Have you ever had that moment when your life flashes before your eyes?
You are trying to stop it from happening but it won’t stop.
You keep on spinning.
You can hear and feel the rubber of the tyres burning as you try to get it to stop.
The belt is pulling so tight you can feel it ripping into your skin.
It feels like it is never going to end. In your head you are thinking ‘i don’t want to die’ and suddenly you feel a bang.
And it stops.
On a bright Monday morning back in September, I was making the 80 mile journey from Burnley to Chester after a lovely weekend at home when it happened. I remember it like yesterday, I was tootling down the M6, The Script was on the radio and I was speaking out loud practicing my speech for the annual staff conference when I passed somebody on the outside lane. All of a sudden without any notice Rolo (my little corsa) started to veer to the right heading straight for the central reservation, as much as I tried to turn the wheel he wouldn’t move until all of a sudden it did which sent me spinning round, and round and round across three lanes and back, until eventually the back of the car hit the barrier. I managed to get to the other side and on to the hard shoulder without being hit by any other vehicle. As always I was running late so the time was 8.30am as opposed to 8am. My terrible time management probably saved my life.
As I got out and composed myself an AA van pulled up and a young gentleman got out and gave me his jacket and a big hug. The first call I made was to my Dad, the second to work and third to the insurance company.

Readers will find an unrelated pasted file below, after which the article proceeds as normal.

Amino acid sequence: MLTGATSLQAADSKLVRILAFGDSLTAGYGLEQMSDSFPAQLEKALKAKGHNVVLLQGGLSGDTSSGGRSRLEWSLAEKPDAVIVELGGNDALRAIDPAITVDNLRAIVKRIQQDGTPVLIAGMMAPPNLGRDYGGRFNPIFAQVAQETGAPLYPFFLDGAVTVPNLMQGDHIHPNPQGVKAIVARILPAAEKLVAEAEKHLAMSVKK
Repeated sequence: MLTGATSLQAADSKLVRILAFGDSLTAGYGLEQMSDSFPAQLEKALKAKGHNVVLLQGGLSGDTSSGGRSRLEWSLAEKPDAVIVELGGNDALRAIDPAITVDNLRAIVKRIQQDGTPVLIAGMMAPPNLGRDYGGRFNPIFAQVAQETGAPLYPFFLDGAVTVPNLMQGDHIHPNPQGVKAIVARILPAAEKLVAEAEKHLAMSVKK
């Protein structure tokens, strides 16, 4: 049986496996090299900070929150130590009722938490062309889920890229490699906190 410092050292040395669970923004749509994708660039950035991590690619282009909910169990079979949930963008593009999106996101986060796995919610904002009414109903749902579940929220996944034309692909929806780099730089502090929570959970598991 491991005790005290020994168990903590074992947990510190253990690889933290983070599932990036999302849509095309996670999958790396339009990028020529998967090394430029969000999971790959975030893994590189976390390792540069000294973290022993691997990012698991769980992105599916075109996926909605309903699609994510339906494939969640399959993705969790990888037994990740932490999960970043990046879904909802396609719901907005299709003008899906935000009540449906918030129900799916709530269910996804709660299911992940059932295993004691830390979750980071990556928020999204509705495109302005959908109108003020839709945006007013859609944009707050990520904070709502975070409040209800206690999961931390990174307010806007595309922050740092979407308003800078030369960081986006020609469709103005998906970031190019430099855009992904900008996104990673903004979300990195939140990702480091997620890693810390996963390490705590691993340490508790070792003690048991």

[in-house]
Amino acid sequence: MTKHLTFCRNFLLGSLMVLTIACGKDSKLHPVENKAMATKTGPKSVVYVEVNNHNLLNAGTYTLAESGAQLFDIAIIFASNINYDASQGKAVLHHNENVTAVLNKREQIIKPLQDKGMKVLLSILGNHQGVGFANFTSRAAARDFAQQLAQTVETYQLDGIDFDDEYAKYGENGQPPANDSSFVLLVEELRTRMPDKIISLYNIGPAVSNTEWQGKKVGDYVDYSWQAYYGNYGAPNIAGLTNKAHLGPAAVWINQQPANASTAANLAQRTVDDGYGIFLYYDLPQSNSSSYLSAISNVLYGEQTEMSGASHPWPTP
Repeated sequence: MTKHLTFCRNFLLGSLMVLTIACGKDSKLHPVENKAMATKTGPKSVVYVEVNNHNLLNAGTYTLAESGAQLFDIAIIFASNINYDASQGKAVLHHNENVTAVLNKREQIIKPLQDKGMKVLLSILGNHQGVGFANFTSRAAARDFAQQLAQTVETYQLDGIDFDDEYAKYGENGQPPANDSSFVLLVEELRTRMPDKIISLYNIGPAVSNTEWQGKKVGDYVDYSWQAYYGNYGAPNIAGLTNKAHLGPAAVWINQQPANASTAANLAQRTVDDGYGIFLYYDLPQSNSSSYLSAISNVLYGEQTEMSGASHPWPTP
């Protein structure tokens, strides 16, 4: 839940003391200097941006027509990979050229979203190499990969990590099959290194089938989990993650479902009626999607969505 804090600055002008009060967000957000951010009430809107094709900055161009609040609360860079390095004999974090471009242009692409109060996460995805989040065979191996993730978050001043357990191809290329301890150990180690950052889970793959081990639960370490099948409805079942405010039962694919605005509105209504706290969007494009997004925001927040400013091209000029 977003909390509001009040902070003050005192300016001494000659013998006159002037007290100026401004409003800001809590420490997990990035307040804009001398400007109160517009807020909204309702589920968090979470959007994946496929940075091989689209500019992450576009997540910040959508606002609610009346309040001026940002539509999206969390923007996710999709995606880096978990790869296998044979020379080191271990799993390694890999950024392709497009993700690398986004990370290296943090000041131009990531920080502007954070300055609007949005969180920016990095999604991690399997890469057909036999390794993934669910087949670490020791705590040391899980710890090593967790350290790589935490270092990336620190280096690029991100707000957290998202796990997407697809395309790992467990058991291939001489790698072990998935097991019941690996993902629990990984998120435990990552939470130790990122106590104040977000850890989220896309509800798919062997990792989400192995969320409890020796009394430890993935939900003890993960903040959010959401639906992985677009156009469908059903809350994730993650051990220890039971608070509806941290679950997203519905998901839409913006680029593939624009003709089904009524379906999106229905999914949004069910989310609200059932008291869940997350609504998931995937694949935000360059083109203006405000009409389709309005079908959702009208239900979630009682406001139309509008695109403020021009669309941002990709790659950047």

My Mum and Dad came and found me, my dad sorted Rolo whilst my mum fixed me up with sugary tea and continual ‘Don’t worry Bex, it will be fine’. The first things I can remember running through my mind was a) I should not have walked away from that with nothing but a couple of seat belt scratches and a hefty insurance bill and b) I could have quite easily killed somebody. The latter was the hardest part to deal with. There was no real explanation for what happened apart from it may have been the alternator which stopped sending signals to the steering causing the wheel not to work. But I guess we will never really know.
It has taken quite a few months to feel generally comfortable again behind the wheel. Its difficult being in the car with other people and it is very rare I use the right hand lane. I often dream about crashing again but each day I feel fortunate to still be here. The day the crash happened I was back in work by lunch time, in terrible pain and shaken up but I managed to get out of stuffing 3000 envelopes ready for Fresher’s week! (I would have preferred to stuff 10,000 than go through that again)! 4 days later I delivered my conference speech which I completely changed after the accident – instead of it being cautious and predictable it was honest, rather blunt in places and straight to the point because it sounds cliche but you never know what may happen from one day to the next and I felt so fortunate to be there I just went for it. YOLO.
That day for me, (was not only infuriating as I was about to renew my insurance and now its gone up by £800), but it was a day which made me think about how lucky I am not only to have people around me here but I guess somebody up there was looking out for me that day too.
Saved my bacon.
And if you were wondering, I managed to crash in such spectacular fashion that Rolo only needed a new bumper and a new alternator, which is pretty annoying, I could have done with bashing the side where somebody had previously scratched it!! Joke!